Standard Lines: Advanced River-play

    • YohanN7
      YohanN7
      Bronze
      Joined: 15.06.2009 Posts: 4,086
      [Edit: Intro + fixed link + emphasizing key text]
      I may be incorrect. That has happened before. But if I am correct, then I am correct by quite some margin. It would be nice if some guru could have a look at the article and the rest of my post.
      [End Edit]

      The subject refers to this article: http://www.pokerstrategy.com/strategy/fixed-limit/1289/2

      I believe that there is an error in the section "When exactly is a river bet profitable?". In particular, when we are out of position, the logic fails a bit in my opinion.

      The context: We are out of position.
      Our read (read 1) is that if we check, then our opponent will bet if and only if he has us beat.

      The question: Is a bet better than a check-fold?

      The article claims that the anwer depends on the calling range of the opponent.
      I too claim that the anwer depends on the calling range of the opponent, so all is well so far.

      The article then claims that if the opponent calls and then loses with a probabiliy p that greater than (bet size/pot size in bets), then we should bet.

      Our read is this (read 2): He will call with every hand (b of those) that he would have bet with had we checked. He will also call with c of the hands that he would have checked behind had we checked.
      Moreover (read 3): Our opponent will not raise if we bet period.

      I claim that our bet is profitable in this situation if and only if the probability p as defined above is greater than 1/2.

      Statement: We beat the c hands and lose to the b hands.
      [You can't argue with this. It is consistent with our original read 1 and read 2 about what happens if we check.].

      My claim: We should bet if and only if c>b. The size of the pot is irrelevant in this situation.

      It is a different matter when our bet will make hands fold that would originally have bet (or more generally hands that beat us) but this simply is not the case here.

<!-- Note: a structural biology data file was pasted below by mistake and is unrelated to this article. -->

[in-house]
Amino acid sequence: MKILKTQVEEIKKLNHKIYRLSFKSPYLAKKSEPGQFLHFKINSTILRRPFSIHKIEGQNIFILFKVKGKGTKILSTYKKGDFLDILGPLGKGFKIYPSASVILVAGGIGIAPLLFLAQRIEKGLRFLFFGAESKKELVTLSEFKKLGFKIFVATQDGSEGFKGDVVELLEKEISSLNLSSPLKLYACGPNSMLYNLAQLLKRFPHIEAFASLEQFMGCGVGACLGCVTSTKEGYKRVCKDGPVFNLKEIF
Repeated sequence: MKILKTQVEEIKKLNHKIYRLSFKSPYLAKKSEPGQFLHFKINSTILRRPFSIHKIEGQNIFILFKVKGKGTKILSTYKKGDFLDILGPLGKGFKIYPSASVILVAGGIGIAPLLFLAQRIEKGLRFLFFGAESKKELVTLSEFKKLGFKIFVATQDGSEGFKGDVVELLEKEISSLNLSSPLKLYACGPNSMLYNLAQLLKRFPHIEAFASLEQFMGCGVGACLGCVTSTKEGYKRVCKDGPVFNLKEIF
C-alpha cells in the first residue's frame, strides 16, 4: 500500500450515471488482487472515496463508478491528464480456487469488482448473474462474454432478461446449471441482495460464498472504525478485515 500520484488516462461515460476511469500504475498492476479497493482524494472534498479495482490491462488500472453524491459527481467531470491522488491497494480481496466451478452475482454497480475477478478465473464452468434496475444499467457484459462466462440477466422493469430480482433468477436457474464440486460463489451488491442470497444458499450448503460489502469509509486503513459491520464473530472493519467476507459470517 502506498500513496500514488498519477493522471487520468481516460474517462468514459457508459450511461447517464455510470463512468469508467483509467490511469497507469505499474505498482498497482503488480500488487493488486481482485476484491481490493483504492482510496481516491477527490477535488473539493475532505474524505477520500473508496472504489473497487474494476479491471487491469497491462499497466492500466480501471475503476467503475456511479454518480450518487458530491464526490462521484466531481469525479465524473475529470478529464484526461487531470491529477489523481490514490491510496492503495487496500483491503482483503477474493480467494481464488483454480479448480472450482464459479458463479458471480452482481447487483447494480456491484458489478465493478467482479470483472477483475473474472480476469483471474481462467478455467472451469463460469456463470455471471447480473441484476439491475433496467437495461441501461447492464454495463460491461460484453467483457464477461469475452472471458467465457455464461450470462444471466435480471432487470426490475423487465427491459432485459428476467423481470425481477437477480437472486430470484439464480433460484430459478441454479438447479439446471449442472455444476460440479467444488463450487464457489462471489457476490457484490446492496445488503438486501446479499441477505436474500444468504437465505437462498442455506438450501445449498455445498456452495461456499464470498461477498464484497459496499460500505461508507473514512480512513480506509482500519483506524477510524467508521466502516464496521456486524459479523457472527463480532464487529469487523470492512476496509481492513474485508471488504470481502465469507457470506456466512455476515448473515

One could speculate about the origins of the reasoning in the article (or better, ask cornolio). From the opponents perspective, the pot size is involved. He should base his call decisions based on the pot size. We should still ignore the pot size since we are not bluffing here. We are making a thin value bet.

      To be specific: The article presents an example where we have KK oop. There is an A on the board. The action goes bet-call (flop), bet-call (turn).
      In the article it is estimated that the opponent will call with all Ax remaining in his range (AQ+), and also with QQ. [He will also bet all A if we check and check worse hands if we check.] The article says (correctly probably) that we lose 4/5 if we bet, but maintain that the bet is correct because the pot is large.

      Sure, betting is better than checking and calling. But checking and folding is best given our reads.

      /Johan = :f_confused:
  • 4 replies
    • YohanN7
      YohanN7
      Bronze
      Joined: 15.06.2009 Posts: 4,086
      In the real world, it is very hard to get off KK in a heads up pot.

      It should thus be mentioned that if you don't have the guts to check and fold (even though you trust your reads), then you should bet-fold which is cheaper than check-calling. If you don't trust your ability to fold to a raise, then the check-call might be cheaper than a bet-call.

      But this is not what that section in the article is about really. It's about wheter betting (and presumably folding) is better than checking and folding given our reads. It is not.

      /Johan = :f_confused:
    • YohanN7
      YohanN7
      Bronze
      Joined: 15.06.2009 Posts: 4,086